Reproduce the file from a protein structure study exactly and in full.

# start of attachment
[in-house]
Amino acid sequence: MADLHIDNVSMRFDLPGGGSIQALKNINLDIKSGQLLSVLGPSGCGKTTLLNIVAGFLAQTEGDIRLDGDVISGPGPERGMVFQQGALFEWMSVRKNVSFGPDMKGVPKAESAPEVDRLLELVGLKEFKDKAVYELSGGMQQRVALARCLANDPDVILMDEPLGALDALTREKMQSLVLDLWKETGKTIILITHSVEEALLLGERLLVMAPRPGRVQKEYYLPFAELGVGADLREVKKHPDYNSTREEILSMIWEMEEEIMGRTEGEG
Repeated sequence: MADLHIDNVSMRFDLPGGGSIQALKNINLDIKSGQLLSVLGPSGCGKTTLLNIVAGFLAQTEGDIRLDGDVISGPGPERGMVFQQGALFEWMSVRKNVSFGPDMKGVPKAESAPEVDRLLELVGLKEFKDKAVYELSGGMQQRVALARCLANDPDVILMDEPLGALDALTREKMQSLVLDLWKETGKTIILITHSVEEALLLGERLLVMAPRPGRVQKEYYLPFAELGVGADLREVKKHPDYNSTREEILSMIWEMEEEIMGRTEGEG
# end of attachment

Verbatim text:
[in-house]
Amino acid sequence: MADLHIDNVSMRFDLPGGGSIQALKNINLDIKSGQLLSVLGPSGCGKTTLLNIVAGFLAQTEGDIRLDGDVISGPGPERGMVFQQGALFEWMSVRKNVSFGPDMKGVPKAESAPEVDRLLELVGLKEFKDKAVYELSGGMQQRVALARCLANDPDVILMDEPLGALDALTREKMQSLVLDLWKETGKTIILITHSVEEALLLGERLLVMAPRPGRVQKEYYLPFAELGVGADLREVKKHPDYNSTREEILSMIWEMEEEIMGRTEGEG
Repeated sequence: MADLHIDNVSMRFDLPGGGSIQALKNINLDIKSGQLLSVLGPSGCGKTTLLNIVAGFLAQTEGDIRLDGDVISGPGPERGMVFQQGALFEWMSVRKNVSFGPDMKGVPKAESAPEVDRLLELVGLKEFKDKAVYELSGGMQQRVALARCLANDPDVILMDEPLGALDALTREKMQSLVLDLWKETGKTIILITHSVEEALLLGERLLVMAPRPGRVQKEYYLPFAELGVGADLREVKKHPDYNSTREEILSMIWEMEEEIMGRTEGEG